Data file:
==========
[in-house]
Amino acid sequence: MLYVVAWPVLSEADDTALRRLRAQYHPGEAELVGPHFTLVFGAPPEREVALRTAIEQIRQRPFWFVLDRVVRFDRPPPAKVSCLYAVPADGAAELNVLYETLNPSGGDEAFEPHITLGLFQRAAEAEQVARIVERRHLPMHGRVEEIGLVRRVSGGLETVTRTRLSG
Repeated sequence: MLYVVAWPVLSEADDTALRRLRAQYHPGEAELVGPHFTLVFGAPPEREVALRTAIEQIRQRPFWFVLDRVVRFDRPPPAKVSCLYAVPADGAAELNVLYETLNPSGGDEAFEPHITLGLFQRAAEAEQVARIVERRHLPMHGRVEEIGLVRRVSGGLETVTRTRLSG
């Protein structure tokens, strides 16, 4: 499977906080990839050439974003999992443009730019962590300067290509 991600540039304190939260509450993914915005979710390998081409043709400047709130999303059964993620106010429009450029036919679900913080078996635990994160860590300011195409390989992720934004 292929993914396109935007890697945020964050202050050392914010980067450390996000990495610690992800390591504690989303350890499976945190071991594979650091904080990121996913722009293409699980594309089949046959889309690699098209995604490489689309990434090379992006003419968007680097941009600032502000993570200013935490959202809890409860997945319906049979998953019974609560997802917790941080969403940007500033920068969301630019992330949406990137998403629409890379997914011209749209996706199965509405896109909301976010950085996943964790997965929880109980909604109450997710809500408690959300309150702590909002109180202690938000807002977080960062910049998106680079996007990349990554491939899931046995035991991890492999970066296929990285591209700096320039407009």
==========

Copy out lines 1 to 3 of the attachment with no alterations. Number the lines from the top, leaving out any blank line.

[in-house]
Amino acid sequence: MLYVVAWPVLSEADDTALRRLRAQYHPGEAELVGPHFTLVFGAPPEREVALRTAIEQIRQRPFWFVLDRVVRFDRPPPAKVSCLYAVPADGAAELNVLYETLNPSGGDEAFEPHITLGLFQRAAEAEQVARIVERRHLPMHGRVEEIGLVRRVSGGLETVTRTRLSG
Repeated sequence: MLYVVAWPVLSEADDTALRRLRAQYHPGEAELVGPHFTLVFGAPPEREVALRTAIEQIRQRPFWFVLDRVVRFDRPPPAKVSCLYAVPADGAAELNVLYETLNPSGGDEAFEPHITLGLFQRAAEAEQVARIVERRHLPMHGRVEEIGLVRRVSGGLETVTRTRLSG